Guam Buildup Construction Uncertain As Troop Numbers Drop

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Final decision expected in 2015 while new plans are assessed

By Brett Kelman

HAGÅTÑA, Guam (Pacific Daily News, May 3, 2012) – The decrease in the number of Marines headed to Guam has prompted the federal government to rethink the placement of a military base, and a final decision is not expected until 2015.

Joe Ludovici, executive director of the Joint Guam Program Office, announced yesterday that the military would add the decision to house the Marines into ongoing scoping efforts, which could revise the placement of the Marine firing range.

Military analysts will once again collect public comment on the impact of the Marines' move to Guam, and new draft and final environmental impact statements will be released in 2014, Ludovici said.

A new record of decision -- which will once again decide where to build a Marine base and a firing range -- is expected in early 2015, Ludovici said.

"We will refresh all the studies we did on environmental impacts, cultural impacts, socioeconomic impacts and traffic impacts," Ludovici said. "And how that will change from the (reduction) of 8,600 Marines and their families down to the smaller footprint."

Gov. Eddie Calvo said the JGPO announcement provided "clarity" on the Marine move, but created "ambiguity" and left unanswered questions about the future of some buildup commitments -- including Japan-funded infrastructure funding.

The military previously decided to build the Marine base in the Finegayan area of Dededo, absorbing about 680 acres of civilian land. However, the United States and Japan recently have renegotiated the buildup plan that was first established in a 2006 U.S.-Japan agreement.

Under the new plan, 5,000 Marines and 1,300 dependents will move to Guam as part of the military buildup. The old plan included 8,600 Marines and as many as 12,000 dependents.

The troop numbers were reduced because the military is now moving some of the Marines stationed in Okinawa to Hawaii and Australia. The number of dependents decreased because most of the 5,000 Marines coming to Guam -- about 3,000 -- will be rotational troops, Ludovici said.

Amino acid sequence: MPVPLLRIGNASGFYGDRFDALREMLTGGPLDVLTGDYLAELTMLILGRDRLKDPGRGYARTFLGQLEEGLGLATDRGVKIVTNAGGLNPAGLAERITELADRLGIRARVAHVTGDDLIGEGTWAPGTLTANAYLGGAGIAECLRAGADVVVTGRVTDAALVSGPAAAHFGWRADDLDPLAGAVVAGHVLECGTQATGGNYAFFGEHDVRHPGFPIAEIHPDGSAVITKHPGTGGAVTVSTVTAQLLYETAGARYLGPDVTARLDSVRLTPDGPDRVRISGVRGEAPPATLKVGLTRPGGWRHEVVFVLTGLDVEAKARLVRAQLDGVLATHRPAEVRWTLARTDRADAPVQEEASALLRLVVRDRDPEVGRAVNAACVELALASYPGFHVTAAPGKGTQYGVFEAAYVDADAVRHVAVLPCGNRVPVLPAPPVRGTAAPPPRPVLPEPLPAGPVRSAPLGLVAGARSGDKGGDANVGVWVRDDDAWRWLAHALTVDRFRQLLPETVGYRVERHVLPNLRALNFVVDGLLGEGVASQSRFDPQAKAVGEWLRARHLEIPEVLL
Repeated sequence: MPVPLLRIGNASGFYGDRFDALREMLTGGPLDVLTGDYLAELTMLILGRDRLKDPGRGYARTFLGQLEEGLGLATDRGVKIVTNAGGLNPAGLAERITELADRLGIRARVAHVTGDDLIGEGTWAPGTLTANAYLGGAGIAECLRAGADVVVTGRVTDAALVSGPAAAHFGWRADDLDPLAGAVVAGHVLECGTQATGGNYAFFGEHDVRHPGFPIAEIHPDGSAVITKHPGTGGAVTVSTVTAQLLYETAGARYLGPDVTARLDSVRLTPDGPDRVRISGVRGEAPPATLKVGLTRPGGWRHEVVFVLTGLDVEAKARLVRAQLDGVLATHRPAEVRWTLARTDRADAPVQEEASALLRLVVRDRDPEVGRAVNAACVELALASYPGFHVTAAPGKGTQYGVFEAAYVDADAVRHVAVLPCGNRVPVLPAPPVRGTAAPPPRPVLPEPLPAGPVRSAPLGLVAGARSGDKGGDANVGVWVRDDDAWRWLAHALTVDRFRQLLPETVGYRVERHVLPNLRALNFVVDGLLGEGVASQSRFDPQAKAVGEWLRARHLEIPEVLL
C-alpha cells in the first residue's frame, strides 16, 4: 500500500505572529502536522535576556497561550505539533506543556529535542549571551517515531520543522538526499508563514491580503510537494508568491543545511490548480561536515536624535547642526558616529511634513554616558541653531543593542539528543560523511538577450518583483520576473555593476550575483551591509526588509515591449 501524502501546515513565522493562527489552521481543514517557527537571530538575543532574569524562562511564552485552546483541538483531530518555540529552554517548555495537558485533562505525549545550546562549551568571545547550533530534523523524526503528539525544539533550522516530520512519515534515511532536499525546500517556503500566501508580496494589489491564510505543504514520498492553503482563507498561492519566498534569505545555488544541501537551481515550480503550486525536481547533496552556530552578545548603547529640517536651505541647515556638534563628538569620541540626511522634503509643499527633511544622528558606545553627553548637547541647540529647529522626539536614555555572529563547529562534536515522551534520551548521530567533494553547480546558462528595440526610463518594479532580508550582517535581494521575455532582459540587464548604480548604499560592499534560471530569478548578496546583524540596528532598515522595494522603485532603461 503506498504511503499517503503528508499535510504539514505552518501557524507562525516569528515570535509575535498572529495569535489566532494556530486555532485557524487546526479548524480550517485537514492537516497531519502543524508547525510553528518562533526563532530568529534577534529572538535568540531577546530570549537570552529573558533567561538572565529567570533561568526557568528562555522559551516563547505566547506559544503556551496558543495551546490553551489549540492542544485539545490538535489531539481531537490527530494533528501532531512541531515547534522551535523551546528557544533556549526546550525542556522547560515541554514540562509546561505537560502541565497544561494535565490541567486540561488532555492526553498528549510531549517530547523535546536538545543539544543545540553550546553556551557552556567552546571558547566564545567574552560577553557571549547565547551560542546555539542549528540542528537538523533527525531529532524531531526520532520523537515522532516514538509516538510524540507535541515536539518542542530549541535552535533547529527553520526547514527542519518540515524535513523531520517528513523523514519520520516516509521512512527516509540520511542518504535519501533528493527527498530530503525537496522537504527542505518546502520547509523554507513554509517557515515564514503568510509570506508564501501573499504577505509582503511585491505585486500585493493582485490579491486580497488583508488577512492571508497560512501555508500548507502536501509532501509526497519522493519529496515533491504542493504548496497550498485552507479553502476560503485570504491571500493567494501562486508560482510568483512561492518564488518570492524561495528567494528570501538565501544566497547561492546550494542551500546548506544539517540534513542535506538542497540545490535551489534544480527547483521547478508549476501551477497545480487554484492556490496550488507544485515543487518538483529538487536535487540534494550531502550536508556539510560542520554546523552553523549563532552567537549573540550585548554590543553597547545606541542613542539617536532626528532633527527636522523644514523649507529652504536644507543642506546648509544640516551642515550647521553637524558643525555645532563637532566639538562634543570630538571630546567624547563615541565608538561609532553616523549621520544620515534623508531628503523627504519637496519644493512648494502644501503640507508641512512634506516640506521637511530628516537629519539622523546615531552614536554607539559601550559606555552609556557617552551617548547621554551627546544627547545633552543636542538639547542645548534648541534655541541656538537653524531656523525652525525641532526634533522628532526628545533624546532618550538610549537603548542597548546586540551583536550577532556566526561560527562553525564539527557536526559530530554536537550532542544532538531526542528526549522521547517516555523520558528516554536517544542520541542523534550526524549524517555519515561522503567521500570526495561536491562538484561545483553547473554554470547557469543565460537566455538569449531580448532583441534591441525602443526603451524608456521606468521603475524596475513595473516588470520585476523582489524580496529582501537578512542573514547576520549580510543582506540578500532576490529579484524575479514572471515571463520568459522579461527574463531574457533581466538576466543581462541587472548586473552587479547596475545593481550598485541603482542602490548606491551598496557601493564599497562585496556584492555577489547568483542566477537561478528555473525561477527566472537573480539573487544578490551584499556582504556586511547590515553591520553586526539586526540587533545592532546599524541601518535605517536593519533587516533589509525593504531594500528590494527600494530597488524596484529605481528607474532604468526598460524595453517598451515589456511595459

With fewer troops and families to house, a local Marine base could be smaller than previously thought, so the base might fit in locations that were ruled out in previous studies, Ludovici said.

"Some would argue that if you built a 10-story building you could make them fit anywhere, but that is not operationally feasible for the Marines," Ludovici said. "So what we are going to try to do this summer, before we start the actual EIS process, is identify what the potential alternatives are. Would they fit, for example, at Barrigada? At South Finegayan? Would they fit at Apra?"

[PIR editor’s note: The current supplemental environmental impact statement (SEIS) offered by authorities may be expanded, according to Ludovici, but no new assessments will be produced. "Let’s not start all over again," Ludovici said in a presentation to officials. "We’re going to expand the study to look at alternatives for the main base and housing... We have to look at what is the best operational, least environmentally-challenging [plan]."]


Gov. Eddie Calvo said he felt the island now had clarity about the coming Marine force and the timelines of the buildup, but new questions arose as the buildup evolved.

Calvo said he was concerned about the future of infrastructure funding -- including about $740 million in Japan funding -- and commitments the U.S. military made last year. Those commitments included money for a cultural repository and new school buses.

"Of course there is clarity now between the government of Japan and government of the United States, but there is still some ambiguity in regards to the issues that are affecting our community," Calvo said.

"If there were commitments now that may have been the responsibility of the government of Japan, if those commitments are now out of the picture, then I think it's important that the federal government pick up those commitments to ensure this is a 'One Guam' approach," Calvo said. "Then again, there is a long way to go."

Much of the infrastructure funding was offered because the Marines were moving into northern Guam, where the water and wastewater system are already at capacity. However, now that it is uncertain where the Marine base will be built, the future and purpose of the infrastructure funding is unclear, Ludovici admitted.

Despite the funding ambiguity, Calvo said he thought the revised, smaller buildup would be healthier than the "hyper growth" that was expected under the original buildup plan.

Government estimates had priced the old buildup plan at somewhere between $10 billion and $23 billion, but the new buildup is supposed to cost about $8 billion. At one point the old buildup was expected to bring as many as 79,000 new residents to Guam by 2014.

"It would have been a stretch on our social, economic and political fiber in this community. And also on the environment," Calvo said. "With this more stretched-out time table... it allows for an easier transition for the military forces to move to Guam."

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